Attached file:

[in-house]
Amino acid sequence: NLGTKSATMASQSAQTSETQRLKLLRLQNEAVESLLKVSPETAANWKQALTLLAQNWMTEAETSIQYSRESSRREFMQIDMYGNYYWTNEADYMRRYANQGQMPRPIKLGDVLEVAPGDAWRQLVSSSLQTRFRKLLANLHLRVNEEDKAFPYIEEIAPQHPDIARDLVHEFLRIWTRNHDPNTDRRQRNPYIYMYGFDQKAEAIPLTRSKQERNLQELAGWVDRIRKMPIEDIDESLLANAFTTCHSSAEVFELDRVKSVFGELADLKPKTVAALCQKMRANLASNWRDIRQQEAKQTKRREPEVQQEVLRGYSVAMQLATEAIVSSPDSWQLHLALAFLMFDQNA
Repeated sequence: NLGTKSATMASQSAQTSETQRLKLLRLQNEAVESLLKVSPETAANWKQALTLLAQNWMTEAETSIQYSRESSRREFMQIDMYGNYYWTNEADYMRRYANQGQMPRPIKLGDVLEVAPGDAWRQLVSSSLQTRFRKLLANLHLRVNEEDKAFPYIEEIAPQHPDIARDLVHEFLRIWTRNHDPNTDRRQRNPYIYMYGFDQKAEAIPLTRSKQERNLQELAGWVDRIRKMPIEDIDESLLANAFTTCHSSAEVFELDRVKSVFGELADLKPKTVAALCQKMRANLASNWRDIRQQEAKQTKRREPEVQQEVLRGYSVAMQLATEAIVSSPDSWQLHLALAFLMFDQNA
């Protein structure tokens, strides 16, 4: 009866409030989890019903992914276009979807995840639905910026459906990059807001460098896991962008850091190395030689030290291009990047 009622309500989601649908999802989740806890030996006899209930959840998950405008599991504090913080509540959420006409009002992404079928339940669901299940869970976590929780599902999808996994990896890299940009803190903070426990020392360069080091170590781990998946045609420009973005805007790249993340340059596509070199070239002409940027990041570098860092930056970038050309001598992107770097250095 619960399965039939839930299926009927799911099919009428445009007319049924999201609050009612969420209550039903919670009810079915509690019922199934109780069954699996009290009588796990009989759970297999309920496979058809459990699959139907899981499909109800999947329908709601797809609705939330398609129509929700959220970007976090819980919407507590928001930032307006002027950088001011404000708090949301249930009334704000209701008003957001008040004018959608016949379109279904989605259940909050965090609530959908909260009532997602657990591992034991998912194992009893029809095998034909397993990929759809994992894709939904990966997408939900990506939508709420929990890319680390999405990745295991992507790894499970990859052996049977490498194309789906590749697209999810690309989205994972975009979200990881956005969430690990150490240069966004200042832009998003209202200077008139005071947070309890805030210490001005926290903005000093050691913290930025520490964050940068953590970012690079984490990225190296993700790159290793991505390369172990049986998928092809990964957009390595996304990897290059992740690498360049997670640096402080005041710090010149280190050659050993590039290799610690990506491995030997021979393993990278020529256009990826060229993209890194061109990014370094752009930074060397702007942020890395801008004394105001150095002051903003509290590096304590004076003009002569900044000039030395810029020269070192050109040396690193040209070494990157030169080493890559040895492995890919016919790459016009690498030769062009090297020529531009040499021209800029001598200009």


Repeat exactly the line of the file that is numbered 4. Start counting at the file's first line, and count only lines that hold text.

């Protein structure tokens, strides 16, 4: 009866409030989890019903992914276009979807995840639905910026459906990059807001460098896991962008850091190395030689030290291009990047 009622309500989601649908999802989740806890030996006899209930959840998950405008599991504090913080509540959420006409009002992404079928339940669901299940869970976590929780599902999808996994990896890299940009803190903070426990020392360069080091170590781990998946045609420009973005805007790249993340340059596509070199070239002409940027990041570098860092930056970038050309001598992107770097250095 619960399965039939839930299926009927799911099919009428445009007319049924999201609050009612969420209550039903919670009810079915509690019922199934109780069954699996009290009588796990009989759970297999309920496979058809459990699959139907899981499909109800999947329908709601797809609705939330398609129509929700959220970007976090819980919407507590928001930032307006002027950088001011404000708090949301249930009334704000209701008003957001008040004018959608016949379109279904989605259940909050965090609530959908909260009532997602657990591992034991998912194992009893029809095998034909397993990929759809994992894709939904990966997408939900990506939508709420929990890319680390999405990745295991992507790894499970990859052996049977490498194309789906590749697209999810690309989205994972975009979200990881956005969430690990150490240069966004200042832009998003209202200077008139005071947070309890805030210490001005926290903005000093050691913290930025520490964050940068953590970012690079984490990225190296993700790159290793991505390369172990049986998928092809990964957009390595996304990897290059992740690498360049997670640096402080005041710090010149280190050659050993590039290799610690990506491995030997021979393993990278020529256009990826060229993209890194061109990014370094752009930074060397702007942020890395801008004394105001150095002051903003509290590096304590004076003009002569900044000039030395810029020269070192050109040396690193040209070494990157030169080493890559040895492995890919016919790459016009690498030769062009090297020529531009040499021209800029001598200009």